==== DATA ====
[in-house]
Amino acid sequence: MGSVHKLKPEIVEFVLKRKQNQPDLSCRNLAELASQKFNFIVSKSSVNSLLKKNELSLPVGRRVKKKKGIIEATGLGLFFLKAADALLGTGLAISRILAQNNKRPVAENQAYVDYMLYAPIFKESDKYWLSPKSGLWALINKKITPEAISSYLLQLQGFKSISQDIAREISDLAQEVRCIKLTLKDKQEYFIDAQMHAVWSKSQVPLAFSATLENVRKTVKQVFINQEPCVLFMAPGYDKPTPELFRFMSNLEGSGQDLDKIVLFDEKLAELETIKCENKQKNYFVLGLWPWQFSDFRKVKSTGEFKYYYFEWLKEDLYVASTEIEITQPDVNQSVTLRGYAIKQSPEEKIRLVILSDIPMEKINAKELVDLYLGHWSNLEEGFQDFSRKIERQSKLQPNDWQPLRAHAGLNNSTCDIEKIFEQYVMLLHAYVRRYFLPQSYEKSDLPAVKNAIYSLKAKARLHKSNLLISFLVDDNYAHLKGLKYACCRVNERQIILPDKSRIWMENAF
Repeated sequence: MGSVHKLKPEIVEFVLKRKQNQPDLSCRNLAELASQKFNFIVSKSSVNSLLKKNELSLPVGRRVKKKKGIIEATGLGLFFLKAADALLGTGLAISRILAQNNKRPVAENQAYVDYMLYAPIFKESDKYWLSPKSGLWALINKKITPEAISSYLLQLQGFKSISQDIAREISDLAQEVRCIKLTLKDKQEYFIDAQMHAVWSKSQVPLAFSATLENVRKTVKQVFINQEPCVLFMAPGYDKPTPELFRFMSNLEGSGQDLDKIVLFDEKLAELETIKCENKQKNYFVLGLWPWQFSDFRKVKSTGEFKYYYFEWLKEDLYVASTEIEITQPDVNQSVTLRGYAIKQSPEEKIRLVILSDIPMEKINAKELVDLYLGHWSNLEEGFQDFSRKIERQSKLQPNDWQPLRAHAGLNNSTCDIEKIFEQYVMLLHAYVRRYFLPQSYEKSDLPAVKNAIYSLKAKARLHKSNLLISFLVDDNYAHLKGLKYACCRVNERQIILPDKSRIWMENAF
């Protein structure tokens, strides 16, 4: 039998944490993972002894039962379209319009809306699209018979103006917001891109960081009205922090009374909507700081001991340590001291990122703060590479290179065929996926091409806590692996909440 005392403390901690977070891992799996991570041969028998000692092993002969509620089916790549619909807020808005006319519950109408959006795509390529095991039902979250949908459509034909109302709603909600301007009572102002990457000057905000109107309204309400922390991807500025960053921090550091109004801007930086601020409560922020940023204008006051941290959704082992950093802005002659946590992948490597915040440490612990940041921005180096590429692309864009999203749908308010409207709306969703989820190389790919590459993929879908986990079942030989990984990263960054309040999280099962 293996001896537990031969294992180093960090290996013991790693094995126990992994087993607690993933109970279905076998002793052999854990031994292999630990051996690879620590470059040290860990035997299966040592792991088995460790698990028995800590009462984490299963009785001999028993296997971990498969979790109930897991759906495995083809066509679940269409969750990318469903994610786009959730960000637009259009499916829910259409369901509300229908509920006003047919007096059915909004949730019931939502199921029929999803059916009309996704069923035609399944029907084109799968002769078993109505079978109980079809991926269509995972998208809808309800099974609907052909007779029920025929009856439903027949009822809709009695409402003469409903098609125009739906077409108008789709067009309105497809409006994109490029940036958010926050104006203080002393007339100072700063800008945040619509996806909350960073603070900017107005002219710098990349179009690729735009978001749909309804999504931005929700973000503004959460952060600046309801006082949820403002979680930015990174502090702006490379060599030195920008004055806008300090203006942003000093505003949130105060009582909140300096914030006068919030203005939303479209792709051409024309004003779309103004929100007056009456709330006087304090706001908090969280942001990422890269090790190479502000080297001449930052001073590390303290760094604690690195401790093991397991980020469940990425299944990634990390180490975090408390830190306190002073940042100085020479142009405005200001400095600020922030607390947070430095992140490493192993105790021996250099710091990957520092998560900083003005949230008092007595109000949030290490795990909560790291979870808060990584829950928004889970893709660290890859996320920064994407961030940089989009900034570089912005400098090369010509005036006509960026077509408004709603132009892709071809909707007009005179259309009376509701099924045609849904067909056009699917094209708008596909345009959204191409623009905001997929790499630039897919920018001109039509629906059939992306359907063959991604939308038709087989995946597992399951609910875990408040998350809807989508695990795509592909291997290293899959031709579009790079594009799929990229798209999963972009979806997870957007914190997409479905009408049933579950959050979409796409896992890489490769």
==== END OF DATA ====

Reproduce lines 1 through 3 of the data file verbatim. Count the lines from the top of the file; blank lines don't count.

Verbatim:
[in-house]
Amino acid sequence: MGSVHKLKPEIVEFVLKRKQNQPDLSCRNLAELASQKFNFIVSKSSVNSLLKKNELSLPVGRRVKKKKGIIEATGLGLFFLKAADALLGTGLAISRILAQNNKRPVAENQAYVDYMLYAPIFKESDKYWLSPKSGLWALINKKITPEAISSYLLQLQGFKSISQDIAREISDLAQEVRCIKLTLKDKQEYFIDAQMHAVWSKSQVPLAFSATLENVRKTVKQVFINQEPCVLFMAPGYDKPTPELFRFMSNLEGSGQDLDKIVLFDEKLAELETIKCENKQKNYFVLGLWPWQFSDFRKVKSTGEFKYYYFEWLKEDLYVASTEIEITQPDVNQSVTLRGYAIKQSPEEKIRLVILSDIPMEKINAKELVDLYLGHWSNLEEGFQDFSRKIERQSKLQPNDWQPLRAHAGLNNSTCDIEKIFEQYVMLLHAYVRRYFLPQSYEKSDLPAVKNAIYSLKAKARLHKSNLLISFLVDDNYAHLKGLKYACCRVNERQIILPDKSRIWMENAF
Repeated sequence: MGSVHKLKPEIVEFVLKRKQNQPDLSCRNLAELASQKFNFIVSKSSVNSLLKKNELSLPVGRRVKKKKGIIEATGLGLFFLKAADALLGTGLAISRILAQNNKRPVAENQAYVDYMLYAPIFKESDKYWLSPKSGLWALINKKITPEAISSYLLQLQGFKSISQDIAREISDLAQEVRCIKLTLKDKQEYFIDAQMHAVWSKSQVPLAFSATLENVRKTVKQVFINQEPCVLFMAPGYDKPTPELFRFMSNLEGSGQDLDKIVLFDEKLAELETIKCENKQKNYFVLGLWPWQFSDFRKVKSTGEFKYYYFEWLKEDLYVASTEIEITQPDVNQSVTLRGYAIKQSPEEKIRLVILSDIPMEKINAKELVDLYLGHWSNLEEGFQDFSRKIERQSKLQPNDWQPLRAHAGLNNSTCDIEKIFEQYVMLLHAYVRRYFLPQSYEKSDLPAVKNAIYSLKAKARLHKSNLLISFLVDDNYAHLKGLKYACCRVNERQIILPDKSRIWMENAF